What happens if I don’t comply?

FINTRAC has the authority to issue administrative monetary penalties (AMPs), which are civil penalties to individuals and entities that fail to comply with the Proceeds of Crime (Money Laundering) and Terrorist Financing Act. In severe cases, individuals may also be charged criminally for non-compliance, resulting in heftier fines or even imprisonment. This may sound extremely severe and intimidating, but non-compliance leading to imprisonment is not overly common — some entities choose to over-report to avoid potential errors or oversights.

What activities must I report?

While considering compliance when going independent may feel daunting, you can ensure you meet the requirements with a proper compliance program. Here are a few tips to get you started. The following is by no means an exhaustive list, but these are some of the key things you’ll have to do to stay AML-compliant:

  • Client identification

  • Use appropriate methods for verifying your client’s identity

  • Identify Politically Exposed Persons and Heads of International Organizations

  • Initial risk assessment of your business

  • Ongoing monitoring, including:

  • Enhanced monitoring of high-risk clients (you must determine which clients pose a low, medium, or high risk to your practice and monitor these clients accordingly)

  • Reviewing clients to confirm if any are on the sanctions list and reporting to the regulators as identified

  • Suspicious transaction reporting (any potential concerns that transactions are related to money laundering or terrorist financing)

  • Large cash reporting (transactions that exceed $10,000)

One thing to note is that everyone’s AML compliance program is different. Firms can and should tailor their AML program to fit their business model, business needs, and risks. You should consider various criteria like the number of clients, the types of transactions your clients engage in, and the types of accounts your practice maintains. The fundamental elements or requirements of an AML program are outlined in the four pillars:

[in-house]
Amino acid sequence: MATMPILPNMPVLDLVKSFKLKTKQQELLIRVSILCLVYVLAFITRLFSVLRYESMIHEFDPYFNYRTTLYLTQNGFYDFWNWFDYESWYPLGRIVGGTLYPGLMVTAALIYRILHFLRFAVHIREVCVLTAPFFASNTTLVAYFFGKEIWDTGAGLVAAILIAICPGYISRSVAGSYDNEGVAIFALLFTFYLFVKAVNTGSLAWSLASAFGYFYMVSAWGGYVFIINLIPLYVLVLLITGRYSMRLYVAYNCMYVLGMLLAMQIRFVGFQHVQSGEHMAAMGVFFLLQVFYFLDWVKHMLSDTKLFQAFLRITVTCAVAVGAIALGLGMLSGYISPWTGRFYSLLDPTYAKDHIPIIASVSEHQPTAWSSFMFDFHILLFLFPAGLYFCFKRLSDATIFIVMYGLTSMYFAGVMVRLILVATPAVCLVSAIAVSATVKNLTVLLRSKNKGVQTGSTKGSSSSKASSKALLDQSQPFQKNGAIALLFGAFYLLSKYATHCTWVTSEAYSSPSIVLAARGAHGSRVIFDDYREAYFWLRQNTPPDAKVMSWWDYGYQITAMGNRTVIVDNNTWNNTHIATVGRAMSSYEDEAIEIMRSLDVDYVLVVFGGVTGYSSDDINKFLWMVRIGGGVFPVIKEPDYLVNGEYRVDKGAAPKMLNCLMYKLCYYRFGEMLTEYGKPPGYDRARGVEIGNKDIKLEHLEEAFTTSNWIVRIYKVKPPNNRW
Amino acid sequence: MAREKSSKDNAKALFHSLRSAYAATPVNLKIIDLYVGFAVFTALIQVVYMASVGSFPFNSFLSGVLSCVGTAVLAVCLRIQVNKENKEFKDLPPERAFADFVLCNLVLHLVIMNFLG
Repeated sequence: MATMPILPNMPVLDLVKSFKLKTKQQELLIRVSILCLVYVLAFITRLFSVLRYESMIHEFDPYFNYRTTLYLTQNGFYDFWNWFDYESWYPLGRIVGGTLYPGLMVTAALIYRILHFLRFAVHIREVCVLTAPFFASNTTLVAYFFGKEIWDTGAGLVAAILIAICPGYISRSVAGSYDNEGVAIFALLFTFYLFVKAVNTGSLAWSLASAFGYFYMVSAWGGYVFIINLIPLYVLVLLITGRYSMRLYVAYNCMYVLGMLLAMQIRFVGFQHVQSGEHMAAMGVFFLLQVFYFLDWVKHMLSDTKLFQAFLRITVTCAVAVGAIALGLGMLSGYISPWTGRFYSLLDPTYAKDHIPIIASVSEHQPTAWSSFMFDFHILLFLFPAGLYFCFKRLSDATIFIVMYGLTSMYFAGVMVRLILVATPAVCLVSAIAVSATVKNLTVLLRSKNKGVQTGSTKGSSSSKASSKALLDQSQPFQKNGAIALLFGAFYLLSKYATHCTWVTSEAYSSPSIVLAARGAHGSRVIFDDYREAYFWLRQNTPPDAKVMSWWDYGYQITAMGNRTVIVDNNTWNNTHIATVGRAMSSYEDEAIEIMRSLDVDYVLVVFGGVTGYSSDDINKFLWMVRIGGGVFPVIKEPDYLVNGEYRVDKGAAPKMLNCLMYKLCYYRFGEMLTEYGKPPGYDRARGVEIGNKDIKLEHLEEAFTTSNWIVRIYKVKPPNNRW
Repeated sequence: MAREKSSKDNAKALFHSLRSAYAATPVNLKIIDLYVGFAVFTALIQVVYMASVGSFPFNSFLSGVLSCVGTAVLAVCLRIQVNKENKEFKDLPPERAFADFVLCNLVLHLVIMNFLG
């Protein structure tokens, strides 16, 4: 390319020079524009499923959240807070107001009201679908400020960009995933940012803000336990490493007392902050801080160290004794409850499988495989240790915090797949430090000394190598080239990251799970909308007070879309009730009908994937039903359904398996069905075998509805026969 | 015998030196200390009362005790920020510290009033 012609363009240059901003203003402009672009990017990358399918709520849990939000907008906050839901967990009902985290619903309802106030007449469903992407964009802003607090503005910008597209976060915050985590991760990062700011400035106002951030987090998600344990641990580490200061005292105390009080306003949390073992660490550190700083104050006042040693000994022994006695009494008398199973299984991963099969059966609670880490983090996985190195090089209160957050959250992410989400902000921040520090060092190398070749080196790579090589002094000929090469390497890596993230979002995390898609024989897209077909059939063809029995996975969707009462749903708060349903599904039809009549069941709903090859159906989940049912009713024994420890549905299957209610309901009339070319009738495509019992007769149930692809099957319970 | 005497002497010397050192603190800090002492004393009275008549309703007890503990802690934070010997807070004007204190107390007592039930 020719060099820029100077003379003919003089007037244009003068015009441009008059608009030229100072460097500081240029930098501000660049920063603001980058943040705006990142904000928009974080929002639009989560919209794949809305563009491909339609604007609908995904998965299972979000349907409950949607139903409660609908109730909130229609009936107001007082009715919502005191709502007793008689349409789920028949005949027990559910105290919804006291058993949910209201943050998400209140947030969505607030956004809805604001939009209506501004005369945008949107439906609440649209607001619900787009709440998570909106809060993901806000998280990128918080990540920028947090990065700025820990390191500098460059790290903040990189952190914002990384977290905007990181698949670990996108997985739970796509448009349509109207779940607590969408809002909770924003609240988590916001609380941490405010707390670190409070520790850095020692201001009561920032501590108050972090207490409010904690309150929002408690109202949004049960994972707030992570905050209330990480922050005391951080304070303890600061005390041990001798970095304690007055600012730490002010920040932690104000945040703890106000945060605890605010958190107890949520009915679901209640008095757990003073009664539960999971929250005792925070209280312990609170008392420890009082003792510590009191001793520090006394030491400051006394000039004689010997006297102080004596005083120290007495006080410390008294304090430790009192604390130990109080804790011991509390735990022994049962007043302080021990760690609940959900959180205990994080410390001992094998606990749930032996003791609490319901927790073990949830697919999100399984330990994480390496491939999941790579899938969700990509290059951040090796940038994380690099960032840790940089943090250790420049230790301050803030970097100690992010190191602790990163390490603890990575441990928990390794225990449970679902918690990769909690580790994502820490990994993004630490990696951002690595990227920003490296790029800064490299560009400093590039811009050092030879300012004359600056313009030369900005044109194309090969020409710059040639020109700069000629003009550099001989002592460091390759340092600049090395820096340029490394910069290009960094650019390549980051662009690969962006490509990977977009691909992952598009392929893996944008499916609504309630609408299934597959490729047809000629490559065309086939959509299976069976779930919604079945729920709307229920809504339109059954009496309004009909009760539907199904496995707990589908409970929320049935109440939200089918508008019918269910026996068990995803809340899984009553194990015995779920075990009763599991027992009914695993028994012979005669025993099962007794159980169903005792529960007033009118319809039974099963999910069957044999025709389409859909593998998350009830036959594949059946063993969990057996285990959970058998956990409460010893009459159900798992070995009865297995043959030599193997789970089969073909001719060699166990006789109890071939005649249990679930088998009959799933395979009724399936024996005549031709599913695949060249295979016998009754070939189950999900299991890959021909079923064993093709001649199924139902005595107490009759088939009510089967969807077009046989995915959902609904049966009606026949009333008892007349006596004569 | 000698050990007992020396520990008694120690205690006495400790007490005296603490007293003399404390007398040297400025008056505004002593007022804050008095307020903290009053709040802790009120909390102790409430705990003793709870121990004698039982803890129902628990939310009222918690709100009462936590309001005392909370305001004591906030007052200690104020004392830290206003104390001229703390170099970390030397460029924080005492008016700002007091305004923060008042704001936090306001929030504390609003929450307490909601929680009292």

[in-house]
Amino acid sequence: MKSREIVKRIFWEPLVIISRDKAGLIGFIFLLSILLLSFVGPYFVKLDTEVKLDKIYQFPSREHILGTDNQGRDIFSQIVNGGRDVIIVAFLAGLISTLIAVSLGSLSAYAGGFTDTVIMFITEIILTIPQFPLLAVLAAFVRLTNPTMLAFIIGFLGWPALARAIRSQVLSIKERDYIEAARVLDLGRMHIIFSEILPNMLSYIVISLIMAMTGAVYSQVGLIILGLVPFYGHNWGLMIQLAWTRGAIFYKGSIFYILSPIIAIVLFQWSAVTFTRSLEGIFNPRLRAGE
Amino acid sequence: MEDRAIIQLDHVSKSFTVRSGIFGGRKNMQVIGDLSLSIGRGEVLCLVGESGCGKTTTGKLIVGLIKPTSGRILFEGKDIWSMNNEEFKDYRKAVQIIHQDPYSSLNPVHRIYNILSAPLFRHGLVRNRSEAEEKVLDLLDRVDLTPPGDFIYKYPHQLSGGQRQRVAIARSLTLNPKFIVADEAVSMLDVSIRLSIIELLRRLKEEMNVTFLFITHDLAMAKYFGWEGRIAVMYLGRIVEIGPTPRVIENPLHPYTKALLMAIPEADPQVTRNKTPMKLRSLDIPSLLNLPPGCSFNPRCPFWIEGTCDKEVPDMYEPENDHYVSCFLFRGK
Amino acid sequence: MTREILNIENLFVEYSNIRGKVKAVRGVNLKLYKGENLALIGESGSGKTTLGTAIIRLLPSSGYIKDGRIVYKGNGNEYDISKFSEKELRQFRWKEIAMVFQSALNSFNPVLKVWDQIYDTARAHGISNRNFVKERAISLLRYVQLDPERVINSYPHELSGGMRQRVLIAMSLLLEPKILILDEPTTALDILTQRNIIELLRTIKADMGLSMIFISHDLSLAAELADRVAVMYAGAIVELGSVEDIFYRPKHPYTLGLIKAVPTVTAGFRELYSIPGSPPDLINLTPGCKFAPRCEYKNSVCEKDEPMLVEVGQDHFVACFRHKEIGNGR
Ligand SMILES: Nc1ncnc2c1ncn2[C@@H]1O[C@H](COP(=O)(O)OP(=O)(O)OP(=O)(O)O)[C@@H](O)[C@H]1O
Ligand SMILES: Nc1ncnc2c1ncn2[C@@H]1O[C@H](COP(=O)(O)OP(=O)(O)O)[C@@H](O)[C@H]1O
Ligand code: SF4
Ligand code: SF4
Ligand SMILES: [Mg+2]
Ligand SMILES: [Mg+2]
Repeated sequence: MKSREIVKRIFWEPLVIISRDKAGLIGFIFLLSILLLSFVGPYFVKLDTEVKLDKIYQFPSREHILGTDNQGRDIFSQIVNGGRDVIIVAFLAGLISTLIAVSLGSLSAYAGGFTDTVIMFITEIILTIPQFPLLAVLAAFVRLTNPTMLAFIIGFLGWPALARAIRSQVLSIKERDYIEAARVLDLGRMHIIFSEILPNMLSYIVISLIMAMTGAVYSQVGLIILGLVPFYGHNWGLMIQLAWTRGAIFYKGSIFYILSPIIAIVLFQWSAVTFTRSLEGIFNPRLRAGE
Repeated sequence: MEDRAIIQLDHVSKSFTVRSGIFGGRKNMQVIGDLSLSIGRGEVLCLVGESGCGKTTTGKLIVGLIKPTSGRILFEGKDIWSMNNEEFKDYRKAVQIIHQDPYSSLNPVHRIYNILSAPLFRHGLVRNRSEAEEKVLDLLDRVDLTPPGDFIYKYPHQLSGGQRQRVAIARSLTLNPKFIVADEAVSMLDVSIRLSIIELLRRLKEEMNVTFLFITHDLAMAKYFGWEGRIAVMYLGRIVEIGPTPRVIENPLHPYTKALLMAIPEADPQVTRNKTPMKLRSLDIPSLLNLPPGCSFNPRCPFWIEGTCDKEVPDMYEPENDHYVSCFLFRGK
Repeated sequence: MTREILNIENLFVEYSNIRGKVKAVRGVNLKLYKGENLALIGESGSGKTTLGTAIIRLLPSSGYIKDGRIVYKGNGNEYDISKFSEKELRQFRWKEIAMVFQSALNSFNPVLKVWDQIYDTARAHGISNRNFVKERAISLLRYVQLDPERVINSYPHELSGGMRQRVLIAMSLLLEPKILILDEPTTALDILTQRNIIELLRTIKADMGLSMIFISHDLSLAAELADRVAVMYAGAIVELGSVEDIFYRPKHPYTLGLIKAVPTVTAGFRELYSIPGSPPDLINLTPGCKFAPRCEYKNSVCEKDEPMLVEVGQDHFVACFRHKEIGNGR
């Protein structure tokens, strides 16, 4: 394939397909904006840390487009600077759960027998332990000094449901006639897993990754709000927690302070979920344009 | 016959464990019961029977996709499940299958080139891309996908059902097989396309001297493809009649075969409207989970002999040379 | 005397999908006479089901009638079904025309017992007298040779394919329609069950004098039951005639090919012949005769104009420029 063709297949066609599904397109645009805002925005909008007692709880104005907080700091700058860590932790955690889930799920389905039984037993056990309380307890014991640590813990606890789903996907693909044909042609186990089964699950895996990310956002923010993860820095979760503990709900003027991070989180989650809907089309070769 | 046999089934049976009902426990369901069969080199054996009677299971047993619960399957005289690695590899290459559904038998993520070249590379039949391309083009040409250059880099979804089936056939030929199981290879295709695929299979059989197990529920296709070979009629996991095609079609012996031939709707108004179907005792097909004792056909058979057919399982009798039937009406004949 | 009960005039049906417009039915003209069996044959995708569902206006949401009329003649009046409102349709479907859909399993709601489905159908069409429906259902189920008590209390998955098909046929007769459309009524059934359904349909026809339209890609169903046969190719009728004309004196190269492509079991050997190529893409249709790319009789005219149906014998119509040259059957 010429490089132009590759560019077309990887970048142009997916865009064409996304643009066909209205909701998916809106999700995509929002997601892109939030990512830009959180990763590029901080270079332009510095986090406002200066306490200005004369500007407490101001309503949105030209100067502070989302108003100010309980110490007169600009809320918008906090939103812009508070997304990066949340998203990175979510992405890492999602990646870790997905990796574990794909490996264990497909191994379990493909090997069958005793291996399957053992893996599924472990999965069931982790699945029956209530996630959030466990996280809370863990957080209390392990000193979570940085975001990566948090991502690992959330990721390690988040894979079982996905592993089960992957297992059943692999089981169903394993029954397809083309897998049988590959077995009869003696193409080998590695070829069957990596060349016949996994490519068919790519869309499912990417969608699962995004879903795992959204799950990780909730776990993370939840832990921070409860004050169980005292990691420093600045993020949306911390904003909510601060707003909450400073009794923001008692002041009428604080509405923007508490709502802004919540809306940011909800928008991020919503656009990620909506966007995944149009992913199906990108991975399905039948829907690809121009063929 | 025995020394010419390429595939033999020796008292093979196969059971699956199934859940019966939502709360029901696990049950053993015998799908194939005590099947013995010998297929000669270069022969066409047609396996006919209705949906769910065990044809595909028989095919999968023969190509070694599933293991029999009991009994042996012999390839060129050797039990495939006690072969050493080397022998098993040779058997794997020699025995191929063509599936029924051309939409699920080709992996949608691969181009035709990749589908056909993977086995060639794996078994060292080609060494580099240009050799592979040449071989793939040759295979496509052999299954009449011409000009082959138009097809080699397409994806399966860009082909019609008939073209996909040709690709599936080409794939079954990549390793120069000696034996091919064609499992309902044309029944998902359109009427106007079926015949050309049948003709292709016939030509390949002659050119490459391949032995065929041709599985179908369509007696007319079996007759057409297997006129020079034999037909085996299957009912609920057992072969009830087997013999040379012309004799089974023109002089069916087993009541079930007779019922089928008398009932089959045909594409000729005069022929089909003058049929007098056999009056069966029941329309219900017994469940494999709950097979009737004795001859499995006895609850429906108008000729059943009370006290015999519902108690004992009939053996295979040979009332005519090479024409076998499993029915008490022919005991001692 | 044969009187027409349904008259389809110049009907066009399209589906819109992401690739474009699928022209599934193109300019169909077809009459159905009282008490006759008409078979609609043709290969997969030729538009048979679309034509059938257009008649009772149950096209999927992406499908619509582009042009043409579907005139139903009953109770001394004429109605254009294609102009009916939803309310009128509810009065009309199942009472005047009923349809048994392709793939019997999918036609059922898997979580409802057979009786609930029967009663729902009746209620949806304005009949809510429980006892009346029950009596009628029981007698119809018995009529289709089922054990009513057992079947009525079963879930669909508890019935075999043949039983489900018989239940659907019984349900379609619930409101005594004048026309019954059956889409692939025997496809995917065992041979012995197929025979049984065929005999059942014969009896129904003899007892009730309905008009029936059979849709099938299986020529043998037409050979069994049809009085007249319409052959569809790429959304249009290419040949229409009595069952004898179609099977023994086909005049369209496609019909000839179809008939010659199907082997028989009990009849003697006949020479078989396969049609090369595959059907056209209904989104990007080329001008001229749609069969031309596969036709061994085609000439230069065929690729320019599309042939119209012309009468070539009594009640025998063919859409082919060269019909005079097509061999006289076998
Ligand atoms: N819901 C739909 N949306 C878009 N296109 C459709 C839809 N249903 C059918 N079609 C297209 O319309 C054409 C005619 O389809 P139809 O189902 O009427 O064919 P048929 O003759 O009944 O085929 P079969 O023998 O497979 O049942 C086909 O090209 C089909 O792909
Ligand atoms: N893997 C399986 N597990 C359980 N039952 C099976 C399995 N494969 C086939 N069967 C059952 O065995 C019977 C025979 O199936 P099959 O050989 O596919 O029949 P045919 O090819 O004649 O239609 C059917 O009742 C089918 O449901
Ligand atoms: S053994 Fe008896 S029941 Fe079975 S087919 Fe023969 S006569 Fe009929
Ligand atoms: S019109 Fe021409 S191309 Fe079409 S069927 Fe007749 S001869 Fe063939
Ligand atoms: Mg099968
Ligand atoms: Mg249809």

1. Develop your internal policies, procedures, and controls.

  2. Designate or hire a compliance officer in your practice. This person will be responsible for understanding, implementing, and overseeing the policies and procedures outlined in your AML program

  3. Train your employees regularly. All employees must receive ongoing training as it pertains to your AML program — this usually happens annually.

  4. Conduct an independent audit or testing function to test the overall effectiveness of your AML program, identifying any deficiencies and weaknesses. Please note that the person conducting this audit cannot be the designated compliance officer.

The Bottom Line

AML compliance may seem like a lot to consume, but please do not feel overwhelmed; these are only a requirement to safeguard you and your clients. By understanding what money laundering is and the need for transparency — especially as a financial advisor — you can properly implement an AML program into your practice. You will find that these requirements will integrate into your practice seamlessly and become just another part of your regular business activities.

-John Leung is a compliance manager at Purpose Advisor Solutions